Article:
Components of a marketing information systemA marketing information system (MIS) is intended to bring together disparate items of data into a coherent body of information. An MIS is, as will shortly be seen, more than raw data or information suitable for the purposes of decision making. An MIS also provides methods for interpreting the information the MIS provides. Moreover, as Kotler's1 definition says, an MIS is more than a system of data collection or a set of information technologies:
"A marketing information system is a continuing and interacting structure of people, equipment and procedures to gather, sort, analyse, evaluate, and distribute pertinent, timely and accurate information for use by marketing decision makers to improve their marketing planning, implementation, and control".Figure 9.1 illustrates the major components of an MIS, the environmental factors monitored by the system and the types of marketing decision which the MIS seeks to underpin.
Figure 9.1 The marketing information systems and its subsystems
Internal reporting systems: All enterprises which have been in operation for any period of time nave a wealth of information. However, this information often remains under-utilised because it is compartmentalised, either in the form of an individual entrepreneur or in the functional departments of larger businesses. That is, information is usually categorised according to its nature so that there are, for example, financial, production, manpower, marketing, stockholding and logistical data. Often the entrepreneur, or various personnel working in the functional departments holding these pieces of data, do not see how it could help decision makers in other functional areas. Similarly, decision makers can fail to appreciate how information from other functional areas might help them and therefore do not request it.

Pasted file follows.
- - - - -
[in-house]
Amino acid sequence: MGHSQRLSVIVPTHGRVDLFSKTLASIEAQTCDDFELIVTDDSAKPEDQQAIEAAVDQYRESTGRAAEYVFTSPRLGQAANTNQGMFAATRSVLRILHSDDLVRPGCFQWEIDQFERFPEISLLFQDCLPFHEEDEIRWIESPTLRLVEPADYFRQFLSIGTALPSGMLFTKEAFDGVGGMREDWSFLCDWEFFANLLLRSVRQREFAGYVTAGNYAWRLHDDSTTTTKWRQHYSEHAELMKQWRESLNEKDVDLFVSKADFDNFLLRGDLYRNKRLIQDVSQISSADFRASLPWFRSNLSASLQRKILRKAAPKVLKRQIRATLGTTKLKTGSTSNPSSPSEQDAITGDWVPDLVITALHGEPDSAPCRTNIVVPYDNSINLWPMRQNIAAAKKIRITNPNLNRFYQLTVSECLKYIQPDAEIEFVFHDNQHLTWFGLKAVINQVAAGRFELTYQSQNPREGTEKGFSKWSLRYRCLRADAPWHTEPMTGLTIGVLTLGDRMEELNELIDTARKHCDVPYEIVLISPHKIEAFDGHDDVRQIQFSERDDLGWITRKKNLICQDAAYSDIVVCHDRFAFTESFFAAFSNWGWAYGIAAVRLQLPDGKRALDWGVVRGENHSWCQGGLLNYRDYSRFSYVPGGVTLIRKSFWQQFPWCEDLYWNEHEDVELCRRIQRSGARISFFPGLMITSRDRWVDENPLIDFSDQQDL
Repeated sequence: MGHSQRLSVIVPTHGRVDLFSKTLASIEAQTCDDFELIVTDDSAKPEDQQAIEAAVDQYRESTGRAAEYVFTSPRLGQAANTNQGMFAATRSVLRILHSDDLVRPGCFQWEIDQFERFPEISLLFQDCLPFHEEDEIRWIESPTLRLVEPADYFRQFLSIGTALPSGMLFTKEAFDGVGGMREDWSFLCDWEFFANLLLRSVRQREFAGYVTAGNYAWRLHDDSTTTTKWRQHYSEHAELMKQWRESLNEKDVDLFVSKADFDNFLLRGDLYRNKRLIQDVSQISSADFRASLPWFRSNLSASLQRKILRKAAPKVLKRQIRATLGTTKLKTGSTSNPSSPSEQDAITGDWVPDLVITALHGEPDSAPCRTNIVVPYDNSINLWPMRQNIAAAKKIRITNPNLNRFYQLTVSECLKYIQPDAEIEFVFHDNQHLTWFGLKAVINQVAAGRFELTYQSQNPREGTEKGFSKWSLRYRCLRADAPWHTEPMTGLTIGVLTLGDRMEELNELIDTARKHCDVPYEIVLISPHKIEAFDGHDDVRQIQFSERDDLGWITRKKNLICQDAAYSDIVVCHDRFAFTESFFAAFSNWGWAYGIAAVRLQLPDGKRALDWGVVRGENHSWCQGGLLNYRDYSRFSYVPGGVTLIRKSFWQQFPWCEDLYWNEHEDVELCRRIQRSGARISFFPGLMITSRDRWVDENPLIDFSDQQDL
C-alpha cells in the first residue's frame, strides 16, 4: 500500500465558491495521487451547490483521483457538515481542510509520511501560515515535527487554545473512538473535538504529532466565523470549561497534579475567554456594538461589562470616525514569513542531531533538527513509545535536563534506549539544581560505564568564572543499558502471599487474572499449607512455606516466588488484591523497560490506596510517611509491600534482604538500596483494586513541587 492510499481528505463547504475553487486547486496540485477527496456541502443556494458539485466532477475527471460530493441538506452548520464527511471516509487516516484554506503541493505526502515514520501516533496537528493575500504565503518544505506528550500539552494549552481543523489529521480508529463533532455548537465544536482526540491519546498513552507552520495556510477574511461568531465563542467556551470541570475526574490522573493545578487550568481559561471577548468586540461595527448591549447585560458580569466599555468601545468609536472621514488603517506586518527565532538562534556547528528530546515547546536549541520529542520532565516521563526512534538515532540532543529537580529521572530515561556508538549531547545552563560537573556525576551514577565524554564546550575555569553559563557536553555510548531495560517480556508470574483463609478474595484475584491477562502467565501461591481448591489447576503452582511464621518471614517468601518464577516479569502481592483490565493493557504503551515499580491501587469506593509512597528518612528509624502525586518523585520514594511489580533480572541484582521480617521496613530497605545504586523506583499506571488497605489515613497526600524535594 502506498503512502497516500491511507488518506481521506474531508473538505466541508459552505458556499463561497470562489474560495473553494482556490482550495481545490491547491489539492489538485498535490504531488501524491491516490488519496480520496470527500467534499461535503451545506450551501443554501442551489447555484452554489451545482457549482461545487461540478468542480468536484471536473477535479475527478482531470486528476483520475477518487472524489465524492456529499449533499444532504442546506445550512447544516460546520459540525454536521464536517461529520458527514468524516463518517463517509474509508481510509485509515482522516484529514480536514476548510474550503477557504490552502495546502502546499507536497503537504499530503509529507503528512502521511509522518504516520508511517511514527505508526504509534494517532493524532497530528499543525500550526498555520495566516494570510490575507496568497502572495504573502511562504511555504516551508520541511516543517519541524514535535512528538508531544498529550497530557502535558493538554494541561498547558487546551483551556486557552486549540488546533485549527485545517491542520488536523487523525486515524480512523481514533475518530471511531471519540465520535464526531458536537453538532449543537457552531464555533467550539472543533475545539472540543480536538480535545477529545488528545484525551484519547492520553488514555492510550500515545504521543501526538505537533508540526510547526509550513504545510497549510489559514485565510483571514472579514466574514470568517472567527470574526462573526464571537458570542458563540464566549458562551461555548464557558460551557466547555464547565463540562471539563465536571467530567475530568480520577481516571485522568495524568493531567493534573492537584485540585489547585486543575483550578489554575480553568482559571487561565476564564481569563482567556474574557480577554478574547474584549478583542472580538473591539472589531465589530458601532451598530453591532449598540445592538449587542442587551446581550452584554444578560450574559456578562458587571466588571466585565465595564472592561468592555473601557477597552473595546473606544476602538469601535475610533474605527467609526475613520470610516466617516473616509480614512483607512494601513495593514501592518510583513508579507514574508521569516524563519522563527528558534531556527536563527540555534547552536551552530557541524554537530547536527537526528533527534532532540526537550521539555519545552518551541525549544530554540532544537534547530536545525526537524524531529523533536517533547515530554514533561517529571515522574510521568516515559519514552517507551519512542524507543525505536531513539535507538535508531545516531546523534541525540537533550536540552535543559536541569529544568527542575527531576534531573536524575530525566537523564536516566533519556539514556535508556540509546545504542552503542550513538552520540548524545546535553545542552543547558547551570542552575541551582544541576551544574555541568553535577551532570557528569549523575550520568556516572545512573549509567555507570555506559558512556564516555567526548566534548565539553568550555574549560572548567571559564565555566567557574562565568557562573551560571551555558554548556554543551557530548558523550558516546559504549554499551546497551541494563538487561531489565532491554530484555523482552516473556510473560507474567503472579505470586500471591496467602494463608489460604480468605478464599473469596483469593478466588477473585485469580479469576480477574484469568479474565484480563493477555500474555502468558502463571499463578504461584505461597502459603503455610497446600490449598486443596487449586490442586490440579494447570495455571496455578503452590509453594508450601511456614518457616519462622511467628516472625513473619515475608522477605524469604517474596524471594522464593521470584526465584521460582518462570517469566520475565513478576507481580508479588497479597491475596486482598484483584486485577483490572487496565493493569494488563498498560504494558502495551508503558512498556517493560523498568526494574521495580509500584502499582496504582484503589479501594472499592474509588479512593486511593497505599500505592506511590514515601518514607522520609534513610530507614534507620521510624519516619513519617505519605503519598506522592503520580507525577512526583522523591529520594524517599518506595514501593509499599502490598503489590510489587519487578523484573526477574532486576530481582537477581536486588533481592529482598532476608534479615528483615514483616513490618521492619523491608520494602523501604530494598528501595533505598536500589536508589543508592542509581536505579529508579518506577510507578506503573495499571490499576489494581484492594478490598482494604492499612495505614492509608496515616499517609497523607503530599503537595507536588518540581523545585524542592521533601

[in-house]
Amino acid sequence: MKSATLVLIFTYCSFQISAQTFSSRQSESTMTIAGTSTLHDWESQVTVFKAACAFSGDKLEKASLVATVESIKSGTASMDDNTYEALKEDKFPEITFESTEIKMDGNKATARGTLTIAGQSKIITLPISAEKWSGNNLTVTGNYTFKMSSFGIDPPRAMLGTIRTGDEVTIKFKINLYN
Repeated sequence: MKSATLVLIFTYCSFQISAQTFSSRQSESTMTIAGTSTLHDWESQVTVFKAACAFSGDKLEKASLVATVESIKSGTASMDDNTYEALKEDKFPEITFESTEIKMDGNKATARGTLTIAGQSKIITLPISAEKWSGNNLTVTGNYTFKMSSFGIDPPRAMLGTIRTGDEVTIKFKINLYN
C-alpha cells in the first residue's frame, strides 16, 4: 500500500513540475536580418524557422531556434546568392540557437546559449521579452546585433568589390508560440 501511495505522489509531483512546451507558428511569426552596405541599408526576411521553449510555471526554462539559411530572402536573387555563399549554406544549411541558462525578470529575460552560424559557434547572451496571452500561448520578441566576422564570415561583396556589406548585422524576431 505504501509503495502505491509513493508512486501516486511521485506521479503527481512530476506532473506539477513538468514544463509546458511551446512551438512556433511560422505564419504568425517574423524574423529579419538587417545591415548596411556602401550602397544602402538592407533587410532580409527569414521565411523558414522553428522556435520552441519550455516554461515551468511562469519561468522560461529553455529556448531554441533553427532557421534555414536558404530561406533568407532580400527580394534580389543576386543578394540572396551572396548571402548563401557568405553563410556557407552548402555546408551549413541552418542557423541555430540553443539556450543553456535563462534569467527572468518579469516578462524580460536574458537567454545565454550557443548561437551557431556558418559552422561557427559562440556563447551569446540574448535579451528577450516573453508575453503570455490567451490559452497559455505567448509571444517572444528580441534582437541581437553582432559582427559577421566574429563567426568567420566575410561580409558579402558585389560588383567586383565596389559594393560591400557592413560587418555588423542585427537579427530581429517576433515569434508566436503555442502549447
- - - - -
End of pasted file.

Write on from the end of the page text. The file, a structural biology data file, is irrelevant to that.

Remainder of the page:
The internal records that are of immediate value to marketing decisions are: orders received, stockholdings and sales invoices. These are but a few of the internal records that can be used by marketing managers, but even this small set of records is capable of generating a great deal of information. Below, is a list of some of the information that can be derived from sales invoices.
· Product type, size and pack type by territoryBy comparing orders received with invoices an enterprise can establish the extent to which it is providing an acceptable level of customer service. In the same way, comparing stockholding records with orders received helps an enterprise ascertain whether its stocks are in line with current demand patterns.
· Product type, size and pack type by type of account
· Product type, size and pack type by industry
· Product type, size and pack type by customer
· Average value and/or volume of sale by territory
· Average value and/or volume of sale by type of account
· Average value and/or volume of sale by industry
· Average value and/or volume of sale by sales person
Marketing research systems: The general topic of marketing research has been the prime ' subject of the textbook and only a little more needs to be added here. Marketing research is a proactive search for information. That is, the enterprise which commissions these studies does so to solve a perceived marketing problem. In many cases, data is collected in a purposeful way to address a well-defined problem (or a problem which can be defined and solved within the course of the study). The other form of marketing research centres not around a specific marketing problem but is an attempt to continuously monitor the marketing environment. These monitoring or tracking exercises are continuous marketing research studies, often involving panels of farmers, consumers or distributors from which the same data is collected at regular intervals. Whilst the ad hoc study and continuous marketing research differs in the orientation, yet they are both proactive.